From the late 1800s, Eugene’s teachings taught or influenced many of the great thinkers, writers, inventors and leaders of the 19th and 20th centuries. Here are a few of the highly influential people he taught:
Charles Francis Haanel(The Master Key System)
Wallace D. Wattles(The Science Of Getting Rich and The Science Of Being Well)
Edgar Cayce (
Annie Besant (Translator of the Bhagavad Gita, Theosophist, and Leader of Woman’s Rights)
Nikola Tesla (
Manly P. Hall
Rudolph Steiner http://en.wikipedia.org/wiki/Rudolf_Steinersee
Repost from an article in "Quoteinvestigator.com":
"The following compelling advice is credited to Mark Twain in self-help books and on websites. It is valuable guidance in my opinion:
"Keep away from people who try to belittle your ambitions. Small people always do that, but the really great make you feel that you, too, can become great."
While searching to learn more about the saying I came across another version which used a different wording. The word “people” was replaced with “those”, and “feel” was replaced with “believe”:
"Keep away from those who try to belittle your ambitions. Small people always do that, but the really great make you believe that you too can become great."
Did Twain say or write either of these expressions?
Quote Investigator: The earliest evidence known to QI was published in 1938 in the memoir of an extraordinary elocutionist who gave recitals at Chautauquas around the United States. Chautauquas were assemblies that combined entertainment and education by presenting lecturers, preachers, musicians, and other performers to a largely rural audience. Gay Zenola MacLaren wrote in her memoir that she met Mark Twain when she was still a child who aspired to be a great performer. Twain offered her the following counsel:
He opened the door for me himself. As we said good-bye, he put his fingers lightly under my chin and lifted my head up so that my eyes met his.
“Little girl,” he said earnestly, “keep away from people who try to belittle your ambitions. Small people always do that, but the really great make you feel that you, too, can become great.”
The date of the meeting was not listed in the book.
In 1901 a review of a performance by MacLaren was published in a Brooklyn, New York newspaper:
She has an almost ventriloquistic power of changing her voice from the light tones of women to the heavier speaking of men, so the recital was thoroughly well balanced and was given with intelligence.
In 1909 the periodical “The Lyceumite and Talent” printed an advertisement for Gay Zenola MacLaren that included a testimonial statement from Mark Twain:
Opinions from Prominent Men
An unusually gifted young lady. Mark Twain.
I do not hesitate to say that I think Miss MacLaren’s work phenomenal. She is a genius. Major James B. Pond.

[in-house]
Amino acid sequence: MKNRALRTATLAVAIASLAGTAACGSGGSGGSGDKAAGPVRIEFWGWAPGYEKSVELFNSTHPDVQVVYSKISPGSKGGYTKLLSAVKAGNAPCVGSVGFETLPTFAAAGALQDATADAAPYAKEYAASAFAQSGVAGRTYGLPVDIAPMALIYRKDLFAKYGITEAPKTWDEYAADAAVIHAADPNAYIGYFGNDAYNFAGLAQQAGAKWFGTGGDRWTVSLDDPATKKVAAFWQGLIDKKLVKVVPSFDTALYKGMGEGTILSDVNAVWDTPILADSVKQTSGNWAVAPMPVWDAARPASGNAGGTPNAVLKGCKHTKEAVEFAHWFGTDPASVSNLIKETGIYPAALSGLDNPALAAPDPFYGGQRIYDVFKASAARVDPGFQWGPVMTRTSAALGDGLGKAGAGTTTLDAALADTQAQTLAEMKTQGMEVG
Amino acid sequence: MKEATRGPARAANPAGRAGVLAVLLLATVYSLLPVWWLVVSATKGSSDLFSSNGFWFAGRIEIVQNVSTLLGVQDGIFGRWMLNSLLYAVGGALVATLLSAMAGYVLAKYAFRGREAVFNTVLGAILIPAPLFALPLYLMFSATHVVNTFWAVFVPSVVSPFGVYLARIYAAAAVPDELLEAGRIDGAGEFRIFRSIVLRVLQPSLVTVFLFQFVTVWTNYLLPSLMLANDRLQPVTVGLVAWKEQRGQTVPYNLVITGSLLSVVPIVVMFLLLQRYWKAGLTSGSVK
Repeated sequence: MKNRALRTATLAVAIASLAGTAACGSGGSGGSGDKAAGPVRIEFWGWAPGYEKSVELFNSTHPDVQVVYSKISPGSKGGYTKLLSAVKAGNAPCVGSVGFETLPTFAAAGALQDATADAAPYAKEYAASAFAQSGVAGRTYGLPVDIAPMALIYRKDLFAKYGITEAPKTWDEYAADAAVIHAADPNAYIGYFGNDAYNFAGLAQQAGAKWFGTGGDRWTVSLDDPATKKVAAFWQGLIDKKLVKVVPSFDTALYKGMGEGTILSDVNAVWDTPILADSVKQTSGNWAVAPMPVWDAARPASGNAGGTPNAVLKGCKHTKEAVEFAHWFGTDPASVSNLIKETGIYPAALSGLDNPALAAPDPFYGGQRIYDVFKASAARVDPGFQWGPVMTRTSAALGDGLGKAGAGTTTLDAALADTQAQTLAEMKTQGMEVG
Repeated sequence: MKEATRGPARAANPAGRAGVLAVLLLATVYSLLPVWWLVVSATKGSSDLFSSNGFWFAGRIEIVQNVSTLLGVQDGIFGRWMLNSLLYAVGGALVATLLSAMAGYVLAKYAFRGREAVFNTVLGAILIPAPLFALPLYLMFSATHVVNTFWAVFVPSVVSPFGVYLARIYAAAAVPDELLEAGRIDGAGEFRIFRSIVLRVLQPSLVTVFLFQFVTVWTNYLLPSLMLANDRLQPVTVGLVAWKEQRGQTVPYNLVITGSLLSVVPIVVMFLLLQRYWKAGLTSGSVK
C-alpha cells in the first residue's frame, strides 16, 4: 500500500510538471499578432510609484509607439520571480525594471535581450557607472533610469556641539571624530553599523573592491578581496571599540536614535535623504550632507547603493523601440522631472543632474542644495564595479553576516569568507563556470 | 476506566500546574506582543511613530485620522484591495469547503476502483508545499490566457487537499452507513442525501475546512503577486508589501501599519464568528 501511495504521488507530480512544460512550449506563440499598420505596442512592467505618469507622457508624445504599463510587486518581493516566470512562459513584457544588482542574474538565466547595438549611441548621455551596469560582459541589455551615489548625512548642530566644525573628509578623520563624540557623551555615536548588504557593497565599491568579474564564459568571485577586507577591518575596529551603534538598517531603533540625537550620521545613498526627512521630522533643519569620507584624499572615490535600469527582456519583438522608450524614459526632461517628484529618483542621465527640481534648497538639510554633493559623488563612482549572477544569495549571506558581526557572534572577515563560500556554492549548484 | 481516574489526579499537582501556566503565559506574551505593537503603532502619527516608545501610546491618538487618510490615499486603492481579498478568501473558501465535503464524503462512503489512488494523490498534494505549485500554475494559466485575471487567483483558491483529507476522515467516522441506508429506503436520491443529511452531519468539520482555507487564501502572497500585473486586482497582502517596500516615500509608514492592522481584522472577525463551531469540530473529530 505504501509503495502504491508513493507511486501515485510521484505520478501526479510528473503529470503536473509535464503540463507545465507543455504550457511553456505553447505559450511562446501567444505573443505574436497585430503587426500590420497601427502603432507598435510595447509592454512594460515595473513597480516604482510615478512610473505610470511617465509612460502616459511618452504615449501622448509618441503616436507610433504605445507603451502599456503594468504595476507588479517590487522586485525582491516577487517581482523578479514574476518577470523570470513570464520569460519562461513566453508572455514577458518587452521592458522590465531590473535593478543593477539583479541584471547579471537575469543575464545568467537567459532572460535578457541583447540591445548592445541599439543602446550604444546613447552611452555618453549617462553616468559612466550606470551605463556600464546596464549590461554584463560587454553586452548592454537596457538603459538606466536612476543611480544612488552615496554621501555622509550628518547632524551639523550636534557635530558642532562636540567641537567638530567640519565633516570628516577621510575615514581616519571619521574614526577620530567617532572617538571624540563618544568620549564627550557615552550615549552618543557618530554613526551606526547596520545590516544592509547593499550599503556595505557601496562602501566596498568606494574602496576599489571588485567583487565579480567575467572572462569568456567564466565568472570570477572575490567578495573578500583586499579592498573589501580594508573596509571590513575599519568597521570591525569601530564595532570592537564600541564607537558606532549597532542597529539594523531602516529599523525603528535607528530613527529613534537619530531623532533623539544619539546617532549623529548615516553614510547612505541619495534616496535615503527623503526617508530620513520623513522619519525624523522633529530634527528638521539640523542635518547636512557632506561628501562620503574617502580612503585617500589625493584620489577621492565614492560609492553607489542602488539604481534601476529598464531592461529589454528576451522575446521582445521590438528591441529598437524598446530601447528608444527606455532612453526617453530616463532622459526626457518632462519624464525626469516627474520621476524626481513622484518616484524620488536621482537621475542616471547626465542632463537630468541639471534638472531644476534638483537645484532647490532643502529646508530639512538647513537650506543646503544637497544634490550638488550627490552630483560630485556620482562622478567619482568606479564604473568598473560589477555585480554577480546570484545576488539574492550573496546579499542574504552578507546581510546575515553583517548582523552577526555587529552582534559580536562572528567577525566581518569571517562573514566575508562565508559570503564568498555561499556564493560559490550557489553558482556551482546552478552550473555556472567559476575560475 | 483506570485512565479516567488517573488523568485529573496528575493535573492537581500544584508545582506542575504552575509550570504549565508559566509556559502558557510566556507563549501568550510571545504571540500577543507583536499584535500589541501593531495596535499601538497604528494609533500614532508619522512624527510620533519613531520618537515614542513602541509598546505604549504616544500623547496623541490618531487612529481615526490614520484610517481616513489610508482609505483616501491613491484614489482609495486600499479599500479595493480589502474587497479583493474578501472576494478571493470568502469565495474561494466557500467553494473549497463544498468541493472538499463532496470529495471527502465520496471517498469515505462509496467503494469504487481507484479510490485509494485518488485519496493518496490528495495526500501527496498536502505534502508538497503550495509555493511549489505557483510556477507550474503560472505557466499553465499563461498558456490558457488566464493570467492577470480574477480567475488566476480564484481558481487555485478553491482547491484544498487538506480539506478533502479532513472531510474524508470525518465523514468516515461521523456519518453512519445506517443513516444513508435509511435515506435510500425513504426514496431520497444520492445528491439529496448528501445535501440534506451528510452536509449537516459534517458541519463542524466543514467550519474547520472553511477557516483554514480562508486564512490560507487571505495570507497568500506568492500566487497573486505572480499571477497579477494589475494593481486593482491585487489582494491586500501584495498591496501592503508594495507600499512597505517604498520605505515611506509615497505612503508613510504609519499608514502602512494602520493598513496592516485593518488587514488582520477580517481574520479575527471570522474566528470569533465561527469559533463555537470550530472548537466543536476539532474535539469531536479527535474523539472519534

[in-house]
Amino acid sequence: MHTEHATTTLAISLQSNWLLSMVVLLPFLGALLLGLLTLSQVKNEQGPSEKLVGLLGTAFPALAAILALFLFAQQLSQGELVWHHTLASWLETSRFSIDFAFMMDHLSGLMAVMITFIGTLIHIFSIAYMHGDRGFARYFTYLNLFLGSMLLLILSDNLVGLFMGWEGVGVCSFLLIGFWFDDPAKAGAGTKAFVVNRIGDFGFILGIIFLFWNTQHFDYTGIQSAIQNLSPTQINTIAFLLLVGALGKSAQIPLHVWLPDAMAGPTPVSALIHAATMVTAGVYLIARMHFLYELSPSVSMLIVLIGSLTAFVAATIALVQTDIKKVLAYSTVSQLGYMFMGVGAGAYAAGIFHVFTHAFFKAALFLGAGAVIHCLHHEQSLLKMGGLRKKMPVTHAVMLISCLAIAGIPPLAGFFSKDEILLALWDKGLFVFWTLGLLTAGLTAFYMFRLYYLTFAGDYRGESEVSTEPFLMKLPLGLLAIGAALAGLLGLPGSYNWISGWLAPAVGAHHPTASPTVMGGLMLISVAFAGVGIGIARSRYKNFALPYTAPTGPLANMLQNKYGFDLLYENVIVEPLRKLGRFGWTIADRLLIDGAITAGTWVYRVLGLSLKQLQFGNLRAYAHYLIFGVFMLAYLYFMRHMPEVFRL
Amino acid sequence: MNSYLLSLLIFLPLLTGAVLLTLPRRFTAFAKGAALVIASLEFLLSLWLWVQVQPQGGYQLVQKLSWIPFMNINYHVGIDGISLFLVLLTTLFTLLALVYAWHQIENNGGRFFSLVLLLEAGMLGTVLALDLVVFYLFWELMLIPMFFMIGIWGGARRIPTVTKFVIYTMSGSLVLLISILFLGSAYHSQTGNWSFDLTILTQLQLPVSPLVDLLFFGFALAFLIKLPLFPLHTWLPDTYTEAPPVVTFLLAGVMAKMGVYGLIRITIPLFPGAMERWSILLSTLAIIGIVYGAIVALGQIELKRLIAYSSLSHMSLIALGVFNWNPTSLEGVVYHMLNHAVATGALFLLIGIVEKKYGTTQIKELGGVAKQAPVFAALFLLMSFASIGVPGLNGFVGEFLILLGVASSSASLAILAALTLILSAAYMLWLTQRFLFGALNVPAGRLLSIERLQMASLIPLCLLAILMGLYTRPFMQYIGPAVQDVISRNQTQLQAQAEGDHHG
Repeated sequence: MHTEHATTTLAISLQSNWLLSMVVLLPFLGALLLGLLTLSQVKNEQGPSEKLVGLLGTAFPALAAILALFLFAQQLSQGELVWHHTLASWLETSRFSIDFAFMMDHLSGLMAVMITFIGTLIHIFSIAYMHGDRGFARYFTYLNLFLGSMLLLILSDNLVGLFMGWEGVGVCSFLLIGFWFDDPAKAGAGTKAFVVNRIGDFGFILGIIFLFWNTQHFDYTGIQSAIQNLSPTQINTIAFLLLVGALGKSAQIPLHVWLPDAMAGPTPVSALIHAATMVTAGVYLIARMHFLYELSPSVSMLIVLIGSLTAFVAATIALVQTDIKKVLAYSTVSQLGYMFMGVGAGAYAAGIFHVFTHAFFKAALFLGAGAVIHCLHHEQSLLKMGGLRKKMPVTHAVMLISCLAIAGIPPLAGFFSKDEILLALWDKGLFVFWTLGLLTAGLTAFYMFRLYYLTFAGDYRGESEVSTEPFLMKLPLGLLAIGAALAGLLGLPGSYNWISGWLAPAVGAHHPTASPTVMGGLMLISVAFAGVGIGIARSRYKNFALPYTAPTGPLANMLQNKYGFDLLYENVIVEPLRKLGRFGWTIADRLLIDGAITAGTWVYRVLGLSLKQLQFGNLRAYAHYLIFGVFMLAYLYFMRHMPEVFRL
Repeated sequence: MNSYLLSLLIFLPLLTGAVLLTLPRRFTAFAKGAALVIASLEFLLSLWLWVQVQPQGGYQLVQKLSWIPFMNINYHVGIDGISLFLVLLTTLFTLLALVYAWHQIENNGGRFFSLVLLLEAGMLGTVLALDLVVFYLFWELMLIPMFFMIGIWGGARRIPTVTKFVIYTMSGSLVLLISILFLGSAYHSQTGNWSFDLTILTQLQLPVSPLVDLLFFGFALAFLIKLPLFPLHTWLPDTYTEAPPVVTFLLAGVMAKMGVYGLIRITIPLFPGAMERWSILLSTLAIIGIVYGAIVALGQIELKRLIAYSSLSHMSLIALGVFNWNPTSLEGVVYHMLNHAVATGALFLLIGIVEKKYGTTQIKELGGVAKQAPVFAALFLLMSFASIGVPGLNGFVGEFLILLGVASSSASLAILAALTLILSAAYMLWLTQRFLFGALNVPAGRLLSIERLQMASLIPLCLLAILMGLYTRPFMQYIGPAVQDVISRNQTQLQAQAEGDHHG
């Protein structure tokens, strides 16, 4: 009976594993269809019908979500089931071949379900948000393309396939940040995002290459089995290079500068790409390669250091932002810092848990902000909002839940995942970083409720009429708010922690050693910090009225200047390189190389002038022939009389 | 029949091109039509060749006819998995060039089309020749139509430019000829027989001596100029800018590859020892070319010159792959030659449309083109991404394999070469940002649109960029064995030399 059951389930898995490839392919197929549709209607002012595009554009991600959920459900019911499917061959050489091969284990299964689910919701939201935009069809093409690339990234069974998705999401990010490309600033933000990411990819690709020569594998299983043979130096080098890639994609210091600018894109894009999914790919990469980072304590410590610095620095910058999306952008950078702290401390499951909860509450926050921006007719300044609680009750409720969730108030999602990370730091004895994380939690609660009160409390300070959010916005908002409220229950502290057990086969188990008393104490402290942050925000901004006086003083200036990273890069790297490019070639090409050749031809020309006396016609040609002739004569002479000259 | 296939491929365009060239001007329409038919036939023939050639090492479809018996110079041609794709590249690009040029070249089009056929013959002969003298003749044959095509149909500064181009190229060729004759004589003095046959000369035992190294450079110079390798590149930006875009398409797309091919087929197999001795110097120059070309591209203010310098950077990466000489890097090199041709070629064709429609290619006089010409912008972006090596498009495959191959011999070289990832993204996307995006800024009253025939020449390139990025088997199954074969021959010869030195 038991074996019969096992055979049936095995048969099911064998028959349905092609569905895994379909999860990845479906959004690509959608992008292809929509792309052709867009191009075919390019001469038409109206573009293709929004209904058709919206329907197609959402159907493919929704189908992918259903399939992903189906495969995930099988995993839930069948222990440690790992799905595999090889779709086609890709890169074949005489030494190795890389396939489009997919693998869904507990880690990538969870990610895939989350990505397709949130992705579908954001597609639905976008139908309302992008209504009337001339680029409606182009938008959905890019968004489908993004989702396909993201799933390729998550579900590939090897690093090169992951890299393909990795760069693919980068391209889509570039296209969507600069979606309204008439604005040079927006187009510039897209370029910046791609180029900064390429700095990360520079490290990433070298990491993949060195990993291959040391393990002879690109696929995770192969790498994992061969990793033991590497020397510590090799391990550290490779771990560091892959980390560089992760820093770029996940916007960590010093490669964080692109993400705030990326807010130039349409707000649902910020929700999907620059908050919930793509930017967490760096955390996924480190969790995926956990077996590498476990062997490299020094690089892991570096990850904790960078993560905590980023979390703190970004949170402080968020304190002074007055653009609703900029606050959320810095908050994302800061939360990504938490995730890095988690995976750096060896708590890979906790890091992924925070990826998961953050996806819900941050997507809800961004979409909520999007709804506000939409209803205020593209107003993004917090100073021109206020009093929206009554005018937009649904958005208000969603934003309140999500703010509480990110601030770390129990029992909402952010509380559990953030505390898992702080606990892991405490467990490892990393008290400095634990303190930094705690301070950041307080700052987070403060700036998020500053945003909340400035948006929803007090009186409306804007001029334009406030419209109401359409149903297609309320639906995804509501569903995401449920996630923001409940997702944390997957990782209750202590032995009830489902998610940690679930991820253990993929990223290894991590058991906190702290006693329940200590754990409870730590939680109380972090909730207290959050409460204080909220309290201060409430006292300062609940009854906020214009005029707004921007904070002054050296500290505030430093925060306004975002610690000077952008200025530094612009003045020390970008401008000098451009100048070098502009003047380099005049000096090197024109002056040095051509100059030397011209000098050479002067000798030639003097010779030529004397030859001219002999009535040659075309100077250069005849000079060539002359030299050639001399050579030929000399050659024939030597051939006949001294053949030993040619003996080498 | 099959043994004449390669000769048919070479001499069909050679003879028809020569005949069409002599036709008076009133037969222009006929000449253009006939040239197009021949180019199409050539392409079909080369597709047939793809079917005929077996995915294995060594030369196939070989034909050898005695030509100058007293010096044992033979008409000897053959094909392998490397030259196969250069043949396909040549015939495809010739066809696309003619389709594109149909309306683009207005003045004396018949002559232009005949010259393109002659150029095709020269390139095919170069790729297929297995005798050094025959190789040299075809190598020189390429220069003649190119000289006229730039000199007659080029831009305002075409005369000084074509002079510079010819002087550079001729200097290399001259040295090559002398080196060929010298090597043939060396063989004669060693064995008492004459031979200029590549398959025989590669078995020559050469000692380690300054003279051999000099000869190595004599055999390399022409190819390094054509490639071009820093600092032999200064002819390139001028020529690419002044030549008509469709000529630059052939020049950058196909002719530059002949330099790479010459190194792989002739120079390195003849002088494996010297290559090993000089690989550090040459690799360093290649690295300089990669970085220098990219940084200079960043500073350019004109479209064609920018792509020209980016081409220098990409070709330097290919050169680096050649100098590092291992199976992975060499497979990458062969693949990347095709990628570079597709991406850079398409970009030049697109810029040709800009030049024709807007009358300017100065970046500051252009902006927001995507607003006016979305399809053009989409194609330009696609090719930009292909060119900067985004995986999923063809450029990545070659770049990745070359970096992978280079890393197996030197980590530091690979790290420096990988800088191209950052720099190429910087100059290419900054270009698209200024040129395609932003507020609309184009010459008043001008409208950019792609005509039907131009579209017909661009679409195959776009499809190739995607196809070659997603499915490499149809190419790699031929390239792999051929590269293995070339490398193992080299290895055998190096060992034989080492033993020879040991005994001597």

Here are additional selected citations in chronological order.
In 1938 Time magazine reviewed MacLaren’s memoir and noted that she “got her big chance at the New York Chautauqua”. The magazine presented an eclectic list of participants at Chautauquas:
Thereafter she followed the Chautauqua circuit, along with chalk-talk artists, bell ringers, evangelists, yodlers, zither performers, magicians, bagpipe players, ventriloquists and the strange assortment of educators and entertainers who, in brown tents pitched in small towns all over the U. S., spread culture to apathetic audiences before the War.
In 1948 a large compilation of quotations titled “Mark Twain at Your Fingertips” edited by Caroline Thomas Harnsberger was published. The statement was included, and the accompanying citation pointed to MacLaren’s memoir:
Keep away from people who try to belittle your ambitions. Small people always do that, but the really great make you feel that you, too, can become great.
P. 66—Morally We Roll Along—MacLaren
READ THE ENTIRE ARTICLE HERE: http://quoteinvestigator.com/2013/03/23/belittle-ambitions/
From an article published in the RICHMOND TIMES-DISPATCH, February 21, 1915, By Mr. Nikola Tesla
“EVERY living being is an engine geared to the wheelwork of the universe. Though seemingly affected only by its immediate surroundings, the sphere of external influence extends to infinite distance. There In no constellation or nebula, no sun or planet, in all the depths of limitless space, no passing wanderer of the starry heavens, that does not exercise some control over its destiny. Not in the vague and delusive sense of astrology, but in the rigid and positive meaning of physical science.
More than this can be said. There is no thing endowed with life -- from man, who is enslaving the element to the humblest creature in all this world -- that does not sway it in turn. Whenever action is born from force, though it be infinitesimal, the cosmic balance is upset and universal motion results.”
MAN AS A MACHINE
Great strides have since been made in the art of anatomy, physiology and all branches of science, and the workings of the man-machine are now perfectly clear. Yet the very fewest among us are able to trace their actions to primary external causes. It is indispensable to the arguments I shall advance to keep In mind the main facts which I have myself established in years of close reasoning and observation and which may be summed up as follows:
1. The human being is a self-propelled automaton entirely under the control of external influences. Willful and predetermined though they appear, his actions are governed not from within, but from without. He is like a float tossed about by the waves of a turbulent sea.
2. There is no memory or retentive faculty based on lasting impression. What we designate as memory is but increased responsiveness to repeated stimuli.
3. It is not true, as Descartes taught, that the brain is an accumulator. There is no permanent record in the brain, there Is no stored sponge to disturbances directly received on the knowledge. Knowledge Is something akin to an echo that needs a disturbance to be called into being."